On Monday 31 July a commemorative service will be held at the Arboretum to commemorate the Centenary of the Battle of Passchendaele (The Third Battle of Ypres).
Join us for this special service which will include acts of Remembrance, poetry, readings and a musical accompaniment provided by a military band. Following the Arboretum service, a broadcast of the Government service of Remembrance at The Tyne Cot Memorial will be relayed onto a large screen in Heroes' Square.
The Battle of Passchendaele (Third Battle of Ypres) was fought in the West Flanders Region of Northern Belgium between the 31 July and 6 November 1917. Heavy shelling and poor weather conditions in the area created a boggy quagmire of thick mud rendering some weapons inoperable, with the mud, in some places, eventually becoming so thick that men, horses and mules drowned in it. The Battle came to an end on the 6 November 1917 following the allied capture of the village of Passchendaele, only five miles from the start of the offensive. It is reported that there were 500,000 casualties.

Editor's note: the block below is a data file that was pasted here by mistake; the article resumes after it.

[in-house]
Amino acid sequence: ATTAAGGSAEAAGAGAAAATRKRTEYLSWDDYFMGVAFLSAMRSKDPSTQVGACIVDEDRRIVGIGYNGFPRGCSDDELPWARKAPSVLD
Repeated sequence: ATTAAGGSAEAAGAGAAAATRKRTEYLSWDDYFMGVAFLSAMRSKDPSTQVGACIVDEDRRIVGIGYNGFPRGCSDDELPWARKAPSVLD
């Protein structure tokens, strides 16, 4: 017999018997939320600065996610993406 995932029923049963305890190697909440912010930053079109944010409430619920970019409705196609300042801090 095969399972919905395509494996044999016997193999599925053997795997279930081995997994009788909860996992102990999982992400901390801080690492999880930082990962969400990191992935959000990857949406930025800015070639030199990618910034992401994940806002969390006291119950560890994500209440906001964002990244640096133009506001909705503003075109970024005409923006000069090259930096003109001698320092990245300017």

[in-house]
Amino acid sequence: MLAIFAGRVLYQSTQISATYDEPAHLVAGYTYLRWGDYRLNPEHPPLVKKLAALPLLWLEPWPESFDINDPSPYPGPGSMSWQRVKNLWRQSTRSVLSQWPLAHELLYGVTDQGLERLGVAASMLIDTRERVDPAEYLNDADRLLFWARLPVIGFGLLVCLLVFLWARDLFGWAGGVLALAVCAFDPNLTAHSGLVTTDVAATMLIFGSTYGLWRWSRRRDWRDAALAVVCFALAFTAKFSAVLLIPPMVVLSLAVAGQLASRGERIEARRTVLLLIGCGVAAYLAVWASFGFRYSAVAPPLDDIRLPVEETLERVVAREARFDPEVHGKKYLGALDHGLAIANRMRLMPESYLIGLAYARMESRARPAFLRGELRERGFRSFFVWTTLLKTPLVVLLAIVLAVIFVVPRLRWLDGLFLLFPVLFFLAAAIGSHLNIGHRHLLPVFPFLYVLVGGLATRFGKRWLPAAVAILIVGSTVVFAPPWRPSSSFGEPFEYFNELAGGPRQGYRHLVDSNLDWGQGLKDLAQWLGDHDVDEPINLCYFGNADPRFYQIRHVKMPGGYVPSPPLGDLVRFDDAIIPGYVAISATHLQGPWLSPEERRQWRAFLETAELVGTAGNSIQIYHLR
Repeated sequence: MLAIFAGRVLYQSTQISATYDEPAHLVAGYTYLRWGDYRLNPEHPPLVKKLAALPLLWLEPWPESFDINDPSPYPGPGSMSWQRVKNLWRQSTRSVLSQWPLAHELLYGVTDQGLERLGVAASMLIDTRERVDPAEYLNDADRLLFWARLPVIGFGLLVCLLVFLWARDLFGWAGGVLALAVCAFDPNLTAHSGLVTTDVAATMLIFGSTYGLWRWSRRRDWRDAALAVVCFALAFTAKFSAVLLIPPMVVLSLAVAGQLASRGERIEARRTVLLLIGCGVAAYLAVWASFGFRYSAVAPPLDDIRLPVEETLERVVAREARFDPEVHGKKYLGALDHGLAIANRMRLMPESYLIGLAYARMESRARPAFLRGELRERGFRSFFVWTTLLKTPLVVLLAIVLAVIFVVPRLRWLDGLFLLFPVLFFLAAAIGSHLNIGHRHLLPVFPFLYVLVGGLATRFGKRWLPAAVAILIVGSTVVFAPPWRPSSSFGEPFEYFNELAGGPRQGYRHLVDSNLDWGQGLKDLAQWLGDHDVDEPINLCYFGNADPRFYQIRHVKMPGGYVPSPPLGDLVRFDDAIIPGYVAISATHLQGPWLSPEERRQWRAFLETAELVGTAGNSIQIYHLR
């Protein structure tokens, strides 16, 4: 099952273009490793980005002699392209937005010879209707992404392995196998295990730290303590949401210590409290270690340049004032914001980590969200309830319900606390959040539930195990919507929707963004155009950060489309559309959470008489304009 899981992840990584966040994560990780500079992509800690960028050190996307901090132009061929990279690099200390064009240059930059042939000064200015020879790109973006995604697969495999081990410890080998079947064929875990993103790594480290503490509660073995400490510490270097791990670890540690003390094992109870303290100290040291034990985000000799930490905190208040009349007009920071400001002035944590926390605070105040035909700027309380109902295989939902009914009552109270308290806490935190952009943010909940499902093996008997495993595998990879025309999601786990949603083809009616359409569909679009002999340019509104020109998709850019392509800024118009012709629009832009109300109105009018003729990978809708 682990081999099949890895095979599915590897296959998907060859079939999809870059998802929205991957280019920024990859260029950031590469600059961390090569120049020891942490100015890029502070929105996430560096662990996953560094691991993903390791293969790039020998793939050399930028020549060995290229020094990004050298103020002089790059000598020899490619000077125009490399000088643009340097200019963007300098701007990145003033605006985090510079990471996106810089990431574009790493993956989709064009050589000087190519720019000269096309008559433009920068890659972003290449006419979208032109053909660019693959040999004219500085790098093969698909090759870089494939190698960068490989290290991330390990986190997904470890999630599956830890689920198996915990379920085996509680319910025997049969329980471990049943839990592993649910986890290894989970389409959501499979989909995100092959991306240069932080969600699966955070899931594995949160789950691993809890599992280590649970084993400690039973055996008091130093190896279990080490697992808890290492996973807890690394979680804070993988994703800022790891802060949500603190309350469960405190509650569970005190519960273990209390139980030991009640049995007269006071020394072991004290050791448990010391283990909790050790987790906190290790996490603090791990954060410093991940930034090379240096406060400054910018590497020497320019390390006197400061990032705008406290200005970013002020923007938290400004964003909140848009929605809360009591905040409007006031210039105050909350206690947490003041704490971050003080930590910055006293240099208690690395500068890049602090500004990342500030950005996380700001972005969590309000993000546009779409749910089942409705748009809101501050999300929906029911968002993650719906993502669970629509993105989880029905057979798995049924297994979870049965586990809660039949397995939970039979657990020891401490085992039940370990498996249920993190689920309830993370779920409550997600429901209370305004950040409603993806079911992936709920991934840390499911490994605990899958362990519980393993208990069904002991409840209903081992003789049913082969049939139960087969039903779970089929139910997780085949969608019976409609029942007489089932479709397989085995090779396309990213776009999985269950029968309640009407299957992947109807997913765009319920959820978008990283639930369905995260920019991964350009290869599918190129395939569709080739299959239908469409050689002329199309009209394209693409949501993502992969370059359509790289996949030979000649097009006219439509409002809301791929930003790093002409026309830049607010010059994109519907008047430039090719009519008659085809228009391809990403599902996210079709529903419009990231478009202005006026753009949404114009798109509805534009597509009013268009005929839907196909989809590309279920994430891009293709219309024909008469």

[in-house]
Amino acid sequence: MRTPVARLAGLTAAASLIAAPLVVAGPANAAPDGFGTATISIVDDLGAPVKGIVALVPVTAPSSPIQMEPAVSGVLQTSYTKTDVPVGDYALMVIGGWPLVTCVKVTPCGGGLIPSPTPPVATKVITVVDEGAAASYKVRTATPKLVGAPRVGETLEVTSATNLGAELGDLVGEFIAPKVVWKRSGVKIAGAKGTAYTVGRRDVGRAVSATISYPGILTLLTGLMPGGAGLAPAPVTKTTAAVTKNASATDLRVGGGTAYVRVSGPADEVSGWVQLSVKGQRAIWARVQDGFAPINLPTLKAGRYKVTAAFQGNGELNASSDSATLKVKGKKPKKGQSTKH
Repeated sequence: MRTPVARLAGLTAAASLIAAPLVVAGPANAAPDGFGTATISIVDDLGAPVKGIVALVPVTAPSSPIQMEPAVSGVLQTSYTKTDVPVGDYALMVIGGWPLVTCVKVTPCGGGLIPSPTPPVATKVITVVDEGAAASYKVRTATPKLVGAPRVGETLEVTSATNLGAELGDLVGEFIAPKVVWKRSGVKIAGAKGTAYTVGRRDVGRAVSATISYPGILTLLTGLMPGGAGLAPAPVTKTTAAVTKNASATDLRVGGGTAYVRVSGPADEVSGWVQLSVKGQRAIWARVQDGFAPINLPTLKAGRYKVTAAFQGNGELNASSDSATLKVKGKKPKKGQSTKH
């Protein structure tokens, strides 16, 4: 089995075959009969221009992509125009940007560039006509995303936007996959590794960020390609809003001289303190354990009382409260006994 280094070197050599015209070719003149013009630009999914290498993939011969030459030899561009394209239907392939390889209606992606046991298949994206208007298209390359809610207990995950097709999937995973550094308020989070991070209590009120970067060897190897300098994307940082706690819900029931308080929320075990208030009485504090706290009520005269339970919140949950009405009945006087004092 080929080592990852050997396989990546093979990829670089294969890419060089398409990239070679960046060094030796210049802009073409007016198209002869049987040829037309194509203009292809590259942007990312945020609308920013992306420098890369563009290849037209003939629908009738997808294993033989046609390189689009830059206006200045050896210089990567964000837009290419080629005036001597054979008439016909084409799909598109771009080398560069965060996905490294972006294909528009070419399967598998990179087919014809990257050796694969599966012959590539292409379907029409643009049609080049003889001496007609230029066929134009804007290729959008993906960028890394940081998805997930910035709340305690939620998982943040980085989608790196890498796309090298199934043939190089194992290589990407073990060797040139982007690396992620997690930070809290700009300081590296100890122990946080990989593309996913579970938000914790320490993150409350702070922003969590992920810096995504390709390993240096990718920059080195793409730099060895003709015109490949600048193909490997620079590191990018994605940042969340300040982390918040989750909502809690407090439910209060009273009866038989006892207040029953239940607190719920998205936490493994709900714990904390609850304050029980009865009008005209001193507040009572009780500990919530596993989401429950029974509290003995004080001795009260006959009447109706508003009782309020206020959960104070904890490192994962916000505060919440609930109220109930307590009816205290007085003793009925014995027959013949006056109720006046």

The Tyne Cot Cemetery, where a service will be held by the Government to mark the Centenary of the Battle of Passchendaele, is the largest Commonwealth war cemetery in the world. Nearly 12,000 Commonwealth servicemen of World War I are buried there. The Tyne Cot Memorial, also located at the Cemetery, commemorates nearly 35,000 British and New Zealand soldiers who died in the Ypres Salient after August 1917.